Paprika Sweet Potato Breakfast Tacos

This week is savoury, vegetarian and very filling!

fresh lime juice from one lime
2 tsp cold pressed olive oil
1 tsp of raw honey or pure maple syrup
2 cups of shredded cabbage (I used red cabbage)
sea salt to taste
2 tbsp of coconut oil
1 small onion (I used yellow onion)
2 garlic cloves, minced
2 tsp of ground cumin
½ tsp of smoked paprika powder
pinch of cayenne pepper
2 sweet potatoes, cubed and skinned
2 tbsp tomato paste
1 cup of vegetable broth
2 cups of any kind of mushrooms, sliced
freshly ground black pepper

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1. In a large bowl whisk together lime juice, honey and olive oil. Add the shredded cabbage and sea salt to taste. Toss until well combined.





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2. Heat the coconut oil in a frying pan, add the onion and a pinch of salt. Cook for 5 minutes, until onions have softened. Now add garlic, cumin, paprika, cayenne pepper and stir well for a minute.




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3. Add the cubed sweet potato, tomato paste and broth to pan. Cook covered until sweet potatoes have softened, about ten minutes.





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4. Sauté sliced mushrooms, season with salt and pepper until lightly browned.





5. This recipe serves four. You can warm your tortilla shells if you prefer them hot, I used whole wheat taco shells, that are smaller in size. To serve put sweet potatoes on tortilla, top with some mushrooms and cabbage slaw.

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Recipe credits: My New Roots Cookbook by Sarah Britton

The Passion Behind New Edge Fitness


The passion and determination behind how New Edge Fitness trains!  What sets us apart from the rest is bringing understanding to people on how an athlete trains and what they endure on a daily basis.   We make them understand that conquering their fears and breaking past barriers is possible in humanity.  We also promise that our trainers are passionate and understanding, while, listening to you they also believe in your ability.  This is extremely important in a personal trainer. This belief enables our trainers to push you past that comfort zone and know when to pull back.  They build that confidence in you and in your training.

How would you better yourself as an athlete or human if you didn’t challenge yourself to break those barriers of pushing yourself to failure? I’ve seen the highs and lows in life. From the extreme to the ordinary. My training is very unique. You aren’t buying into another trainer. You aren’t getting someone from the street that does not have a degree or a certificate. You’re getting me, Ibby Ali. You’re getting someone that understands. You are getting a leader, a general. I feel your passion and I see the drive in every individual. If you stand in front of me with ambition and intention, failure is not an option. No matter if you’re an individual or a team, any time you have an intention to go somewhere, to do something, to be somebody I will be with you. My passion is with those that are part of my family. New Edge Fitness is a family.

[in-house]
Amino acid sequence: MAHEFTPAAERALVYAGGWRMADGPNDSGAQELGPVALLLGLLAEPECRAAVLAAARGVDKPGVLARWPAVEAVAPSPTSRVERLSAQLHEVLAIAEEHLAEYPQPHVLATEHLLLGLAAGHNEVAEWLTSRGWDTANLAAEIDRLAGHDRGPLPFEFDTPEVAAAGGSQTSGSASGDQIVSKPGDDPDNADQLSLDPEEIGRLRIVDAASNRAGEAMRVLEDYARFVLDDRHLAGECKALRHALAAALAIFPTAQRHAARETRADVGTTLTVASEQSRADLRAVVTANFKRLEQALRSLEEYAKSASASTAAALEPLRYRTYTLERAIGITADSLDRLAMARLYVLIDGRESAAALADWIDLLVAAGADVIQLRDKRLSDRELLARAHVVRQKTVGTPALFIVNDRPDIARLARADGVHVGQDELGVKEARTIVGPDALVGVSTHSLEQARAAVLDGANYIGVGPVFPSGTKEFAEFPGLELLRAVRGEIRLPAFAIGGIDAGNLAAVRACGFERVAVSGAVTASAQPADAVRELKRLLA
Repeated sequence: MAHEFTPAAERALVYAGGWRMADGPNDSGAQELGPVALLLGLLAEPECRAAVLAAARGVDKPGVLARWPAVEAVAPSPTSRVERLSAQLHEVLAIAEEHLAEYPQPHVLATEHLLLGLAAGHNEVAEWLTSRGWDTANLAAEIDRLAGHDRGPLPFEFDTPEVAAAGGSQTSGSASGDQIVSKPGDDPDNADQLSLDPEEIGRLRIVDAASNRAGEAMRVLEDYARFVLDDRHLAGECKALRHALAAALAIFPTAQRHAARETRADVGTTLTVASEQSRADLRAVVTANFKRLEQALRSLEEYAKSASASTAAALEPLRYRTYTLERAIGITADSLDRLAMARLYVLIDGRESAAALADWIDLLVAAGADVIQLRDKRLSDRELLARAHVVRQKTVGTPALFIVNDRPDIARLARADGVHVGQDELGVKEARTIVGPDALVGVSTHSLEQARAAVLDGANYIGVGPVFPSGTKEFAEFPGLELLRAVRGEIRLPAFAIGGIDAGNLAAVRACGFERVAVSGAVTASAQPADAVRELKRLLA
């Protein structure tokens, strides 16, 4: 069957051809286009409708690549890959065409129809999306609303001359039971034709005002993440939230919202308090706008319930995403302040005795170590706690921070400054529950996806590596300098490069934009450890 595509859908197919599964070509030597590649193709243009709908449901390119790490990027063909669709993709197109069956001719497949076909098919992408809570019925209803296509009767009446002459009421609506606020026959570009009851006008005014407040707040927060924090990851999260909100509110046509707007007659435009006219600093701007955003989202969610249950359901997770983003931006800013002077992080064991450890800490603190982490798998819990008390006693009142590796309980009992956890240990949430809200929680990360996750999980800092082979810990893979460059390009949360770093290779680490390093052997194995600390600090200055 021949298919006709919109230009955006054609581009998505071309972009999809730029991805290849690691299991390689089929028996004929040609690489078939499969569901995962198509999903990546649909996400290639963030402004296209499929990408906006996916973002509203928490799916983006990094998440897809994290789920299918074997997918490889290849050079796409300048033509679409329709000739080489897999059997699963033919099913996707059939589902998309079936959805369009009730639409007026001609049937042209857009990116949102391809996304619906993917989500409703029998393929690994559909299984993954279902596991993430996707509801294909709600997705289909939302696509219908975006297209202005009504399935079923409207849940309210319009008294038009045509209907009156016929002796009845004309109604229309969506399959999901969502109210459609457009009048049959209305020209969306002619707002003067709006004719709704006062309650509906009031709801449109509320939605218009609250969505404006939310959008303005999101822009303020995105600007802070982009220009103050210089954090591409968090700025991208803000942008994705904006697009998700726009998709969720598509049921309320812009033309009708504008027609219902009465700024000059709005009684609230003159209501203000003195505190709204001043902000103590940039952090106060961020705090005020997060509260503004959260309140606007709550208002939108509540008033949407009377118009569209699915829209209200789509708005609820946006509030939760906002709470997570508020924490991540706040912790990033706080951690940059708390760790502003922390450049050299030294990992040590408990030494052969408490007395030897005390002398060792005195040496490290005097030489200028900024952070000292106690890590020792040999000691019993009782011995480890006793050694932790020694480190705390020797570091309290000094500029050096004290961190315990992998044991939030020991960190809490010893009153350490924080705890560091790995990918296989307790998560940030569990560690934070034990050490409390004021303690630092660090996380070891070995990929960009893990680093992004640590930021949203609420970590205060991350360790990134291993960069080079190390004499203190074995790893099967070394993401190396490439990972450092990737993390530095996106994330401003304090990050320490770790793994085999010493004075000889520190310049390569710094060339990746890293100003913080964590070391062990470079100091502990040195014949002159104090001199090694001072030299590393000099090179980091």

Words cannot describe the passion that lies within my soul. Stand within my presence and let my passion speak to your soul. For who we are and what we get judged for is our intention in life. How can we be judged if we do not have an intention? How can we succeed if we do not have an intention? How can we be somebody if we do not have an intention? Make an intention to come and see me and let me show you the other side of life.

“Don’t judge me for my methods or my beliefs, judge me for the intentions that I CHOOSE to leave behind in life.” – Ibby Ali

By: Ibby Ali, New Edge Fitness Founder & CEO

Active Body Nutrition Feature:
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Glycemic Index & Your Gains


In training, as in life, context matters. Sometimes it seems like the answer to every fitness question is: It depends. With glycemic index in particular this is the case. With training the muscle cell responsiveness changes before and after a workout. Heavy lifting especially stimulates an anabolic response in the muscle cells.

Glycemic index is a measure of carbohydrate effect on the cells of the body. This index was established by feeding fasted volunteers different carbohydrate foods and combination of mixed food to see the effect on their physiology. It is important to note that foods eaten as part of a mixed meal have a different effect that foods eaten on their own.

Researchers found was that some foods had an intense effect on the hormones that modulate energy storage and appetite, while other foods had a gentle effect. The limitations of glycemic index are that is measures all other foods in relation to pure glucose or white bread. The quantity of food measured is fixed and in some cases may not reflect a real serving size. That said, it is still useful for reminding us of the hormonal processes going on in the body.


This graph shows how different carb sources affect blood sugar and energy storage as a function of time.

High glycemic foods can a greater insulin spike than lower glycemic foods. Some health professionals advocate that low glycemic foods be chosen over high glycemic foods. Again, with weight training context needs to be considered. If muscle gain is the goal then creating an anabolic environment in the muscle cells should be a priority.

After a heavy lifting session an insulin spike that causes more energy storage is not the same as an insulin spike when at rest. After training muscle cells become more responsive to insulin and other growth factors. When high glycemic foods are consumed, more of this fuel will be diverted to the muscle cells where it will be stored as glycogen.

Glycogen is one of the preferred fuels for high intensity training. Post training, muscle cells upregulate cell receptors for glucose related hormones. If you refuel solely with protein and mix of starchy slow digesting  carbs you miss out on creating this anabolic response and potentially sabotage those gains.